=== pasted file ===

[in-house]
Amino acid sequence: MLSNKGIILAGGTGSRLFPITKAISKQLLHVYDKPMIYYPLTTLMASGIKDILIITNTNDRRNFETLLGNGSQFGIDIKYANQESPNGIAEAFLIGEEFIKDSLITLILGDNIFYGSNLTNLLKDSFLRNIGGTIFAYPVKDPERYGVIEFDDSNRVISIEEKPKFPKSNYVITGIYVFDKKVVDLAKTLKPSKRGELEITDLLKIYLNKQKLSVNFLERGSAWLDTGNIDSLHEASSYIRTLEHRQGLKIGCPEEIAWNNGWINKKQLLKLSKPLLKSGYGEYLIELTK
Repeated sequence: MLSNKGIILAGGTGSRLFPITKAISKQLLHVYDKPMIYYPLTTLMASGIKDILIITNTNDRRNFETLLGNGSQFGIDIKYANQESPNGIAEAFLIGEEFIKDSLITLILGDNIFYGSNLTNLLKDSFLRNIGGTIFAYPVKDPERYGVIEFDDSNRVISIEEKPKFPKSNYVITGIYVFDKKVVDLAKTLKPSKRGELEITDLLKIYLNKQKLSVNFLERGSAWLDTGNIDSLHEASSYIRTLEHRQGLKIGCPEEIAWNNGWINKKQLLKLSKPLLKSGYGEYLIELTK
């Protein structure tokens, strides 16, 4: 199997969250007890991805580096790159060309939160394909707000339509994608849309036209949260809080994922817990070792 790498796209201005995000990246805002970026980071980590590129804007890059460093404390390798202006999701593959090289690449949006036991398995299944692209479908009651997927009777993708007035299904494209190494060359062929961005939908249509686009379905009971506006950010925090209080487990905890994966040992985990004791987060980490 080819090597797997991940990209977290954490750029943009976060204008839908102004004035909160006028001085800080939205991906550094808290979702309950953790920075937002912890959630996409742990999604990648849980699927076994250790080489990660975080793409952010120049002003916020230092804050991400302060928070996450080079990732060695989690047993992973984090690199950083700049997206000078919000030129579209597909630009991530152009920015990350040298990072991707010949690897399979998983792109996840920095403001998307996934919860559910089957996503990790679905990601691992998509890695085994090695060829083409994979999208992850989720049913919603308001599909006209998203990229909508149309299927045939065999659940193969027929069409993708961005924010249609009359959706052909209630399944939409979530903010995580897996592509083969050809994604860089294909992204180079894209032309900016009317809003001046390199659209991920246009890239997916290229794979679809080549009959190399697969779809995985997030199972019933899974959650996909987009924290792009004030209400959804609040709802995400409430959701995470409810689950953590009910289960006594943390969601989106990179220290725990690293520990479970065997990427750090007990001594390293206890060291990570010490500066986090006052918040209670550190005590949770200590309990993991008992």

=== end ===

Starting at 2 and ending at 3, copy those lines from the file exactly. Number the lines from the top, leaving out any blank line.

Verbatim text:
Amino acid sequence: MLSNKGIILAGGTGSRLFPITKAISKQLLHVYDKPMIYYPLTTLMASGIKDILIITNTNDRRNFETLLGNGSQFGIDIKYANQESPNGIAEAFLIGEEFIKDSLITLILGDNIFYGSNLTNLLKDSFLRNIGGTIFAYPVKDPERYGVIEFDDSNRVISIEEKPKFPKSNYVITGIYVFDKKVVDLAKTLKPSKRGELEITDLLKIYLNKQKLSVNFLERGSAWLDTGNIDSLHEASSYIRTLEHRQGLKIGCPEEIAWNNGWINKKQLLKLSKPLLKSGYGEYLIELTK
Repeated sequence: MLSNKGIILAGGTGSRLFPITKAISKQLLHVYDKPMIYYPLTTLMASGIKDILIITNTNDRRNFETLLGNGSQFGIDIKYANQESPNGIAEAFLIGEEFIKDSLITLILGDNIFYGSNLTNLLKDSFLRNIGGTIFAYPVKDPERYGVIEFDDSNRVISIEEKPKFPKSNYVITGIYVFDKKVVDLAKTLKPSKRGELEITDLLKIYLNKQKLSVNFLERGSAWLDTGNIDSLHEASSYIRTLEHRQGLKIGCPEEIAWNNGWINKKQLLKLSKPLLKSGYGEYLIELTK